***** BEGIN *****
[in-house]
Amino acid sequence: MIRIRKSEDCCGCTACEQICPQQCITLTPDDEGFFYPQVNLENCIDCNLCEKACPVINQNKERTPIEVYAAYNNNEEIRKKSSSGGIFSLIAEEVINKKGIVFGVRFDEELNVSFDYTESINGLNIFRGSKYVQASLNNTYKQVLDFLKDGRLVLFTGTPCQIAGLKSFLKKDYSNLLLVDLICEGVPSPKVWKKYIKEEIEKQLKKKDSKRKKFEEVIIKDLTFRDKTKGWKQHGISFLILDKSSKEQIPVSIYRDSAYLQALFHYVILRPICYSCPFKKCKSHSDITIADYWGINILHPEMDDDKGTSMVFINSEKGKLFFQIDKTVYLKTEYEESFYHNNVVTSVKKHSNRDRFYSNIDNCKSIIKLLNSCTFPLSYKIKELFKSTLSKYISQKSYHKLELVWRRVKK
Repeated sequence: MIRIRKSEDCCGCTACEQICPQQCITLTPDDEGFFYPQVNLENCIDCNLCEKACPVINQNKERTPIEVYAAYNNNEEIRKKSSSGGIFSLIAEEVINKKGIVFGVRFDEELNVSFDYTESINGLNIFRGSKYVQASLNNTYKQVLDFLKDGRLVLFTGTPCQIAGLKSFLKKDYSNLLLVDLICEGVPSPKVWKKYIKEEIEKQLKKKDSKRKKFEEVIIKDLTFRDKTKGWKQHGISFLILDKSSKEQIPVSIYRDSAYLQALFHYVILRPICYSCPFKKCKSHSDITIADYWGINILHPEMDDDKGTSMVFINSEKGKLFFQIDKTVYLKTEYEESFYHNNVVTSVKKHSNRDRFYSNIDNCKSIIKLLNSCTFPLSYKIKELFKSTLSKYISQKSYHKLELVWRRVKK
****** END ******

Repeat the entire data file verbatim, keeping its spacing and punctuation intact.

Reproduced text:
[in-house]
Amino acid sequence: MIRIRKSEDCCGCTACEQICPQQCITLTPDDEGFFYPQVNLENCIDCNLCEKACPVINQNKERTPIEVYAAYNNNEEIRKKSSSGGIFSLIAEEVINKKGIVFGVRFDEELNVSFDYTESINGLNIFRGSKYVQASLNNTYKQVLDFLKDGRLVLFTGTPCQIAGLKSFLKKDYSNLLLVDLICEGVPSPKVWKKYIKEEIEKQLKKKDSKRKKFEEVIIKDLTFRDKTKGWKQHGISFLILDKSSKEQIPVSIYRDSAYLQALFHYVILRPICYSCPFKKCKSHSDITIADYWGINILHPEMDDDKGTSMVFINSEKGKLFFQIDKTVYLKTEYEESFYHNNVVTSVKKHSNRDRFYSNIDNCKSIIKLLNSCTFPLSYKIKELFKSTLSKYISQKSYHKLELVWRRVKK
Repeated sequence: MIRIRKSEDCCGCTACEQICPQQCITLTPDDEGFFYPQVNLENCIDCNLCEKACPVINQNKERTPIEVYAAYNNNEEIRKKSSSGGIFSLIAEEVINKKGIVFGVRFDEELNVSFDYTESINGLNIFRGSKYVQASLNNTYKQVLDFLKDGRLVLFTGTPCQIAGLKSFLKKDYSNLLLVDLICEGVPSPKVWKKYIKEEIEKQLKKKDSKRKKFEEVIIKDLTFRDKTKGWKQHGISFLILDKSSKEQIPVSIYRDSAYLQALFHYVILRPICYSCPFKKCKSHSDITIADYWGINILHPEMDDDKGTSMVFINSEKGKLFFQIDKTVYLKTEYEESFYHNNVVTSVKKHSNRDRFYSNIDNCKSIIKLLNSCTFPLSYKIKELFKSTLSKYISQKSYHKLELVWRRVKK